The following sections of this brochure set out the rules and describe the characteristics and operational task of the competing aircraft. The brochure concludes with a set of notes, which are intended to help students in designing their machine, writing their design report and producing their design drawings.
Please note, it is very strongly recommended that the help of an experienced aero modeller is enlisted from the very start. Local contacts are available from the BMFA office.
[left click to open, right click and select download to save]
The scheme was created with a view to getting students involved in aeromodelling, whilst also providing an ideal component for part of their course – the synergy between the two means that those entering complete various aspects of their academic requirements, whilst enjoying the process of model aircraft construction, right from “problem definition” to (hopefully) seeing their creation fly and perform its tasks.
There follows some words by Sir Michael Alcock, which set the scene.
"My career in aviation spans some 48 years, beginning with a 5 year apprenticeship at the Royal Aircraft Establishment, Farnborough and leading on to 37 years in the Royal Air Force until the present. In all that time I have found numerous instances amongst my contemporaries that leads me to conclude that a good grounding in aviation begins with a sound understanding of the principles of flight. And the best way to achieve that understanding is through the fascination of designing, building and flying model aircraft.
I can think of many famous names amongst the pioneers of aviation who began with a love of model aircraft but none more so than the man who was arguably the greatest innovator of modern aviation, Frank Whittle. It was Frank Whittle who invented the turbo jet engine without which aviation and air travel today would be a very different business. As a young man Whittle was forever experimenting with models, an interest that surely had something to do with his own quest to find ways of fundamentally overcoming the limitations of propeller driven power plants. His life and work as an aeronautical engineer of great distinction is reason enough to inspire anyone to at least take a leaf out of his book and learn from model aviation.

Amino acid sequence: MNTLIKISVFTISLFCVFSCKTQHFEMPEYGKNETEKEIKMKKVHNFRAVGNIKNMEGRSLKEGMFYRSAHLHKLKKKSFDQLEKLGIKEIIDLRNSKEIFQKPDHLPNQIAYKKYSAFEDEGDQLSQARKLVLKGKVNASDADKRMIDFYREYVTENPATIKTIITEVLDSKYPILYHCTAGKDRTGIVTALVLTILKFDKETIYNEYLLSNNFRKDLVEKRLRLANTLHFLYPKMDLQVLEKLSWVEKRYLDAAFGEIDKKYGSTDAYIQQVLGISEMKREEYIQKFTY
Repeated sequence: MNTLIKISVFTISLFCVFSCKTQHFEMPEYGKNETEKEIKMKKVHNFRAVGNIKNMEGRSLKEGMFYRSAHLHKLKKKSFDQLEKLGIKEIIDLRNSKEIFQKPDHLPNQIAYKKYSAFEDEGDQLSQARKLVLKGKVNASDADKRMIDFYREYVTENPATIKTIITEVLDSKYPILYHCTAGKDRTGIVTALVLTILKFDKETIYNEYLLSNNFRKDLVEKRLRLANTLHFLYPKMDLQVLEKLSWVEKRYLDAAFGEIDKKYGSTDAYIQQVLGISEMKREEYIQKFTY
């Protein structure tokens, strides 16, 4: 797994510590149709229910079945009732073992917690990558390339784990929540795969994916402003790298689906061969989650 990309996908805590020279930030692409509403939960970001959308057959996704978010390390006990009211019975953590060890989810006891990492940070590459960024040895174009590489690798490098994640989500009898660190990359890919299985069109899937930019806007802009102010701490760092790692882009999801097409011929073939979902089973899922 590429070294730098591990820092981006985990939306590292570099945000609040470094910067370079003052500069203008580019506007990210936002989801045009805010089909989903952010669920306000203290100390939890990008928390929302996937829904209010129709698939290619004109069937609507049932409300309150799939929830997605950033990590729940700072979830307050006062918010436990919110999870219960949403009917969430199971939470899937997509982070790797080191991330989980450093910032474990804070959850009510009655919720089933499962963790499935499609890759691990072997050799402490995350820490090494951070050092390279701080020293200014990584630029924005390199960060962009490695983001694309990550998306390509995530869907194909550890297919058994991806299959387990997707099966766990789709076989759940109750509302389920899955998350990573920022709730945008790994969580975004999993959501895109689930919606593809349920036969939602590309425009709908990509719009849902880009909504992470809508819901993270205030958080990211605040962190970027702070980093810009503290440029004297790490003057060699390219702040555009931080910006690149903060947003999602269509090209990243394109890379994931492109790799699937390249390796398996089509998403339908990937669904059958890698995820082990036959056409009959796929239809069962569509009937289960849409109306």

Everyone needs a challenge. The Heavy Lift Challenge poses both intellectual and practical challenges. By any stretch of the imagination, designing a unique aircraft to meet the stringent specifications is a challenge to the intellect, to understand the aerodynamic principles and to optimise the various performance characteristics to give the best result. And it is certainly a practical challenge to construct the aircraft with sufficient strength and reliability to perform the contest flights in any weather.
As a life long aeromodeller I can think of no better practical challenge than the BMFA/BAE SYSTEMS Heavy Lift Challenge to inspire understanding and innovation in the science of aeronautics. "
British Model Flyers Association